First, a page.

Trump Video Revelations: The GOP’s Down-Ballot Nightmare

Implosion of Trump strategy comes at worst possible time for House and Senate GOP

With less than a month to go before Election Day, down-ballot Republicans are being forced to condemn Donald Trump. (Bill Clark/CQ Roll Call file photo)
With less than a month to go before Election Day, down-ballot Republicans are being forced to condemn Donald Trump. (Bill Clark/CQ Roll Call file photo)
Posted October 8, 2016 at 4:08pm

Kelly Ayotte said she won’t vote for Donald Trump. Joe Heck urged him to drop out altogether. Officials in both parties expect that, by Monday, most vulnerable Republican candidates will have declared they no longer back their own party’s presidential nominee.

And it’s all happening less than a month before Election Day.

Welcome to the Republican Party’s down-ballot nightmare.

A party that thought it had successfully navigated the Trump dilemma is instead reeling from the revelation that Trump bragged, on tape, about sexually assaulting women in 2005. Now, in the home stretch of their campaigns, vulnerable House and Senate Republicans are being forced to condemn their party’s standard-bearer as unfit for the White House — an event with no precedence in the history of modern American campaigns.

“I believe our only option is to formally ask Mr. Trump to step down and allow Republicans the opportunity to elect someone who will provide us with the strong leadership so desperately needed and one that Americans deserve,” said Heck, a three-term congressman and the Nevada GOP nominee for Senate. “Today, I stand here disappointed in our choices for president but more committed than ever to bringing that same code of honor, decency and respect to the United States Senate.”

Heck and New Hampshire Republican Sen. Ayotte were the first election-seeking senators to abandon Trump. (They have since been joined by numerous other Republican elected officials from across the country.)

Strategists in both parties now believe that most of the GOP candidates locked in tight races — including Sens. Patrick J. Toomey of Pennsylvania, Richard M. Burr of North Carolina, and Ron Johnson of Wisconsin — will likely follow and make similar announcements if Trump can’t quickly salvage the situation. (Roy Blunt, running in red-state Missouri, reaffirmed his support for Trump on Saturday.)

Time for a magic trick?

“Unless Trump pulls a rabbit out of a hat tomorrow night this isn’t the last you will see of Senate Republicans pulling their support,” said one Republican Senate strategist. “These things tend to have a domino effect.”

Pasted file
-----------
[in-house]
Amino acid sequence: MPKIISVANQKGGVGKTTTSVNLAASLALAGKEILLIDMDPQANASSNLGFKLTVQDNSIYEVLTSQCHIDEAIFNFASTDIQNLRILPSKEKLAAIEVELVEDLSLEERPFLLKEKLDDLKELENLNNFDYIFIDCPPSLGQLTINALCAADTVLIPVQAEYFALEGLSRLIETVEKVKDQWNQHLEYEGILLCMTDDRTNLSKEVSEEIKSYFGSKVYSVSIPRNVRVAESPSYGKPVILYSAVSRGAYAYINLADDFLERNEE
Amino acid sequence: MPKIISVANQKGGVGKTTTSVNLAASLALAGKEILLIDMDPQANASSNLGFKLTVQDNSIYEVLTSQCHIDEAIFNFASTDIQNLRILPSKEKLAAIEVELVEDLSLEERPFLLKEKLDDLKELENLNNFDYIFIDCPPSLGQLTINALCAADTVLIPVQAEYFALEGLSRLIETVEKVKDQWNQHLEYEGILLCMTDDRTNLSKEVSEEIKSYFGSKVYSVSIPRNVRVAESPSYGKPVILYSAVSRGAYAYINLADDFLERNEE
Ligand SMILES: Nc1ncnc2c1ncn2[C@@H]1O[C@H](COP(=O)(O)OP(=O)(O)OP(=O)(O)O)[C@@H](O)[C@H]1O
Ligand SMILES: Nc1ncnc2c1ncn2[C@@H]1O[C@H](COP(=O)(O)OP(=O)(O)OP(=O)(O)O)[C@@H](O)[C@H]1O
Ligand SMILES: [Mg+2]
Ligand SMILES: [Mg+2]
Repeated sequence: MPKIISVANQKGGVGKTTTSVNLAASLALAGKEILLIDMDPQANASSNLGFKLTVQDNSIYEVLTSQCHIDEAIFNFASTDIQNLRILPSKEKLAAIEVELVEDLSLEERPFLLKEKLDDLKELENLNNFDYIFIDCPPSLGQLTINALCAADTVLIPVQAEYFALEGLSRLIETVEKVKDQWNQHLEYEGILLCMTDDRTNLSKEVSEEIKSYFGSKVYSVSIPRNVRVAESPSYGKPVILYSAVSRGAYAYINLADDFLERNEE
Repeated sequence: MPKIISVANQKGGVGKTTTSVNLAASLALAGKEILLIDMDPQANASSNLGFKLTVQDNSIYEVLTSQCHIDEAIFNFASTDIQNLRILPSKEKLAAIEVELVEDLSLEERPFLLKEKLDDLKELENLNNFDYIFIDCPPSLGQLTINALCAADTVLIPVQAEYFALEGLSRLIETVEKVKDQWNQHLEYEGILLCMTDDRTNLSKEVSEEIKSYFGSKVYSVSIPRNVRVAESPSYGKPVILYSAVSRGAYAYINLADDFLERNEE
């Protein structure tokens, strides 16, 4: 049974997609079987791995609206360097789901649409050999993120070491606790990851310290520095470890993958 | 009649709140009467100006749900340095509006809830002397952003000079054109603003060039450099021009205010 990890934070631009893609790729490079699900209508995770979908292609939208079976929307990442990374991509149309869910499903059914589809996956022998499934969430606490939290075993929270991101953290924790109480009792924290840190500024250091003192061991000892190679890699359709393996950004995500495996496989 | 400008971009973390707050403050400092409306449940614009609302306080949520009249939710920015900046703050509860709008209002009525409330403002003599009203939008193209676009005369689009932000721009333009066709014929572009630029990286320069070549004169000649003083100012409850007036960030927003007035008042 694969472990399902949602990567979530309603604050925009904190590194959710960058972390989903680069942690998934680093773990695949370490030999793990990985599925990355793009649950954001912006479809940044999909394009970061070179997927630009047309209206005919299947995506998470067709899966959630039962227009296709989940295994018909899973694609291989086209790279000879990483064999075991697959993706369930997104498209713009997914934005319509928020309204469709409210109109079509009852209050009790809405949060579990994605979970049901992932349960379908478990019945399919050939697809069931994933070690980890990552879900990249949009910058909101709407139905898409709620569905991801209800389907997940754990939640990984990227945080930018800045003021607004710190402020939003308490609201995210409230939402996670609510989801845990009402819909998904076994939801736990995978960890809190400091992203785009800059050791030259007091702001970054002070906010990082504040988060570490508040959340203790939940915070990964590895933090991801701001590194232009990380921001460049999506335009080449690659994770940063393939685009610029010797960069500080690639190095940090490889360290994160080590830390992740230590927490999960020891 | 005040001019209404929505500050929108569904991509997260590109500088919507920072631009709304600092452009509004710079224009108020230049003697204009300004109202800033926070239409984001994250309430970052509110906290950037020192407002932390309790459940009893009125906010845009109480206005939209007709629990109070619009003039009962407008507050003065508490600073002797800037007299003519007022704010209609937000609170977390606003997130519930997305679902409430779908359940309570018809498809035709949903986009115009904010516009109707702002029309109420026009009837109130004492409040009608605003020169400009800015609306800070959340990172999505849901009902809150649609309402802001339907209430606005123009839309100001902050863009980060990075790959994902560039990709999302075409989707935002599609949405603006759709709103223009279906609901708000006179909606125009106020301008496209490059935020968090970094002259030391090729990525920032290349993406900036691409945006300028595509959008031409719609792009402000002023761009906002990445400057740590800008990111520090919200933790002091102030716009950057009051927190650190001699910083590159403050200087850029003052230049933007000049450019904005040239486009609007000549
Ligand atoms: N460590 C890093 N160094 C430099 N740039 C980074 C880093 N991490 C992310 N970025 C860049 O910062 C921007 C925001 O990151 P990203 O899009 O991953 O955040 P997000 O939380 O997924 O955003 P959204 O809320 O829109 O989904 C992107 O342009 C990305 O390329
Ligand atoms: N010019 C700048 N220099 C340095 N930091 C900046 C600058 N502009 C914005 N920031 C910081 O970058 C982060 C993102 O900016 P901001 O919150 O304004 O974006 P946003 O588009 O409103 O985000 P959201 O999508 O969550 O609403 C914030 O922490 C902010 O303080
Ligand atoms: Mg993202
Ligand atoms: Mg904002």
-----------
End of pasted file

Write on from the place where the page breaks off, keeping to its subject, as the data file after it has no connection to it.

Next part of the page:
The strategists said, at this point, most Senate Republicans were inclined to withdraw their support.

The Trump implosion is deeply disappointing to Republican officials, who as recently as Friday were confident they had devised a successful strategy to navigate Trump: Condemn his frequent provocations, reaffirm he’s a better choice than Hillary Clinton, and quickly change the subject.

They believed it was the only way to keep Trump’s core supporters happy while not alienating moderates. And although Trump was a drag on the ticket, the strategy appeared to be working: The GOP had a chance to retain its Senate majority and stave off heavy losses in the House — to the surprise of even some Republican operatives.

“I don’t see a wave,” said Scott Reed, senior political strategist for the Chamber of Commerce, during an interview Thursday. “I see these races as all one-offs.”

Now, if they all choose to renounce their support, GOP lawmakers will have to worry about the effect on Trump loyalists, who constitute a sizable chunk of the Republican base.

That tension was evident when Heck announced during a rally in Las Vegas that he wouldn’t support Trump. On a live stream of the event, at least two people were heard booing the congressman.

A spokesman for the Heck campaign said only two of the 200 people gathered did so, but Republican strategists have long worried that distancing themselves from the New York billionaire would persuade many of his supporters to not cast a ballot for Senate races.  

Politics vs. principle

Even when they do withdraw their support from Trump, Republicans will still face criticism from Democrats that their decision was rooted in politics and not principle.

Why, Democrats will ask, did it take so long for Republicans to stop supporting a candidate who has frequently offended women, and religious and racial minorities before?

“Sen. Ayotte’s career has been one political stunt after another, and today’s decision is no different,” said Tom Lopach, the executive director of the Democratic Senatorial Campaign Committee. “Just days after calling Trump a ‘role model,’ she is now attempting the most politically craven effort at self-preservation that we’ve seen. The time for courage has passed, and Sen. Ayotte solidified her role in Trump’s party long ago. New Hampshire voters won’t be fooled by this stunning example of politics at its worst.”